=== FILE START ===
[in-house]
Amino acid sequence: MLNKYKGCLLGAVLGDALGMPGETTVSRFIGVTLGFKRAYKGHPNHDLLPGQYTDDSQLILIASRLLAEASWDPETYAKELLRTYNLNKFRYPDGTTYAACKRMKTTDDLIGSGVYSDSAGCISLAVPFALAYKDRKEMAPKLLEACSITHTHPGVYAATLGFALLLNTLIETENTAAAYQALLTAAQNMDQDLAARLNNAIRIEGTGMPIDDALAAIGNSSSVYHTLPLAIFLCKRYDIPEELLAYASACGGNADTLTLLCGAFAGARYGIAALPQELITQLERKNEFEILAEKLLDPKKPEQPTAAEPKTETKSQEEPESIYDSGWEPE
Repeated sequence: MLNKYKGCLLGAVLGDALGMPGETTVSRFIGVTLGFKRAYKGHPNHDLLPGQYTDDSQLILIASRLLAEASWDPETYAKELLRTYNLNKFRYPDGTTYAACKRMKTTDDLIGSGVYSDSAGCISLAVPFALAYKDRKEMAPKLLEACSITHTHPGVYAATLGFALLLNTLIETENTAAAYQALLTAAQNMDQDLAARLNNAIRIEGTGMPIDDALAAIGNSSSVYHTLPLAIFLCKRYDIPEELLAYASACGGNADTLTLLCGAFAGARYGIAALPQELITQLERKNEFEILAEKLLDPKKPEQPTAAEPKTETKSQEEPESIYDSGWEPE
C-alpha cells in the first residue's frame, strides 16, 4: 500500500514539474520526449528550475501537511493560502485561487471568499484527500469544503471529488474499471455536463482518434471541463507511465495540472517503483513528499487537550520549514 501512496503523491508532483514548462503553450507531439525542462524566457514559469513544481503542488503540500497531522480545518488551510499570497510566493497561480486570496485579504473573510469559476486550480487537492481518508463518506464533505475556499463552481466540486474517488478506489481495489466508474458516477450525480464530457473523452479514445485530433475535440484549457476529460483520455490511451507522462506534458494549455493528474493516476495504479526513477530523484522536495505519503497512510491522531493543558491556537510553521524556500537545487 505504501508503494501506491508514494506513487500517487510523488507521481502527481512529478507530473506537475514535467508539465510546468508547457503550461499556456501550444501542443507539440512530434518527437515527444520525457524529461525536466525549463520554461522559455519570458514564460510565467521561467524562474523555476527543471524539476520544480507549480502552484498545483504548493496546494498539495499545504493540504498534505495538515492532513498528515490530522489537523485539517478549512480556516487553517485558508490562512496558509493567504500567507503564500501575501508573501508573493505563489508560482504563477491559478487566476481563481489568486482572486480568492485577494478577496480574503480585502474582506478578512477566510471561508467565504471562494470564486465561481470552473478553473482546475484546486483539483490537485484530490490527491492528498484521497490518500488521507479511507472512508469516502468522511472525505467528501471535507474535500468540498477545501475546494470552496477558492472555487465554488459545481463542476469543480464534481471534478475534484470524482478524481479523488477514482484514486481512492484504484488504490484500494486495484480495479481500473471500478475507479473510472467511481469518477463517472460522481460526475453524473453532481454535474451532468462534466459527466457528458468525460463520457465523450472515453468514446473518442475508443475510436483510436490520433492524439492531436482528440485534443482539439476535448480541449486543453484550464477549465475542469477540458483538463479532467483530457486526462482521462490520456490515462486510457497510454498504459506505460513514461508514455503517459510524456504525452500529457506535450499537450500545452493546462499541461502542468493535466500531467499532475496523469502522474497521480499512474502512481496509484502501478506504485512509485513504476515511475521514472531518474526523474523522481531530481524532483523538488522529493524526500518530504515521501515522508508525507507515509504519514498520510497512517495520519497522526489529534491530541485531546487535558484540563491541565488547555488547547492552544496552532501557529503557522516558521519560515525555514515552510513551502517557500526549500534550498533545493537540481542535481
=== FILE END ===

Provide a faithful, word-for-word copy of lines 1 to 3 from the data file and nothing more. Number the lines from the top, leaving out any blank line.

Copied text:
[in-house]
Amino acid sequence: MLNKYKGCLLGAVLGDALGMPGETTVSRFIGVTLGFKRAYKGHPNHDLLPGQYTDDSQLILIASRLLAEASWDPETYAKELLRTYNLNKFRYPDGTTYAACKRMKTTDDLIGSGVYSDSAGCISLAVPFALAYKDRKEMAPKLLEACSITHTHPGVYAATLGFALLLNTLIETENTAAAYQALLTAAQNMDQDLAARLNNAIRIEGTGMPIDDALAAIGNSSSVYHTLPLAIFLCKRYDIPEELLAYASACGGNADTLTLLCGAFAGARYGIAALPQELITQLERKNEFEILAEKLLDPKKPEQPTAAEPKTETKSQEEPESIYDSGWEPE
Repeated sequence: MLNKYKGCLLGAVLGDALGMPGETTVSRFIGVTLGFKRAYKGHPNHDLLPGQYTDDSQLILIASRLLAEASWDPETYAKELLRTYNLNKFRYPDGTTYAACKRMKTTDDLIGSGVYSDSAGCISLAVPFALAYKDRKEMAPKLLEACSITHTHPGVYAATLGFALLLNTLIETENTAAAYQALLTAAQNMDQDLAARLNNAIRIEGTGMPIDDALAAIGNSSSVYHTLPLAIFLCKRYDIPEELLAYASACGGNADTLTLLCGAFAGARYGIAALPQELITQLERKNEFEILAEKLLDPKKPEQPTAAEPKTETKSQEEPESIYDSGWEPE